Purcell, Susan Kaufman
December 1981
Foreign Affairs;Winter81/82, Vol. 60 Issue 2, p379
Academic Journal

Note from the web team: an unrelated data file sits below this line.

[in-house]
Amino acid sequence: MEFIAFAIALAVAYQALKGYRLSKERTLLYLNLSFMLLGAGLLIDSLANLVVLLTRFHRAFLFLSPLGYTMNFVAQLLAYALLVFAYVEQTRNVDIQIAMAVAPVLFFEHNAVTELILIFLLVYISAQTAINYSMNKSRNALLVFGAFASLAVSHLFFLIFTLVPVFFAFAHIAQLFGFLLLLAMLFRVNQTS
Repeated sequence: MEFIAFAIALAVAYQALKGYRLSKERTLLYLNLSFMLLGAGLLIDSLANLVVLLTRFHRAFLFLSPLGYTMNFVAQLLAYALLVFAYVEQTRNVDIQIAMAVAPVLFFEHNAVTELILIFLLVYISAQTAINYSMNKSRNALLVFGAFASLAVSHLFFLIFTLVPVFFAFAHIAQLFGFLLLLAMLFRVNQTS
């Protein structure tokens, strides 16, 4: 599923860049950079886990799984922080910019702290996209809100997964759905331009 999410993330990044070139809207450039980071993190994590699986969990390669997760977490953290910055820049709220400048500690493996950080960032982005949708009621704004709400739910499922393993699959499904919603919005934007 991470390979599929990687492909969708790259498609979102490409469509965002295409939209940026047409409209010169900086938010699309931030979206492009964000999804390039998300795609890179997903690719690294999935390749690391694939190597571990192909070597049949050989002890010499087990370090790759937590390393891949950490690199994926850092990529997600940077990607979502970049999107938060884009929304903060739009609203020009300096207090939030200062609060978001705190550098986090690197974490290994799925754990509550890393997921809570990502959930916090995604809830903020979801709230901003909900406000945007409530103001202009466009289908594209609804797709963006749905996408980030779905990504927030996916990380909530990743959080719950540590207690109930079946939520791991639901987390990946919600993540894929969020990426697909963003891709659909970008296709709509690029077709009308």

This article discusses the foreign relations between Mexico and the U.S. following the discovery of oil in Mexico. Potential oil reserves of 200 billion barrels helped focus the attention of the U.S. and sparked interest in forging some kind of special relationship with its southern neighbor. Concrete proposals range from a North American Accord or Common Market to less dramatic package deals that would swap petroleum for increased Mexican access to U.S. markets. For years, Mexico hoped their nearly 3,000-mile shared border would bring it special benefits. Instead it brought invasions, four occupations and the loss of half its territory to the U.S. Now that Mexico has oil, its need for a special relationship with the U.S. is less compelling than ever before. Mexico may change its attitude as it gets accustomed to its new status, but in the meantime, U.S. initiatives for ambitious bilateral schemes are counterproductive. On the other hand, a prolonged oil glut may cause the U.S. to go too far in the opposite direction. Without an energy crisis, it may once again lose interest in Mexico. This would be extremely shortsighted since Mexico's importance to the U.S. transcends its oil. Mexico's problems have not diminished with its new oil wealth.


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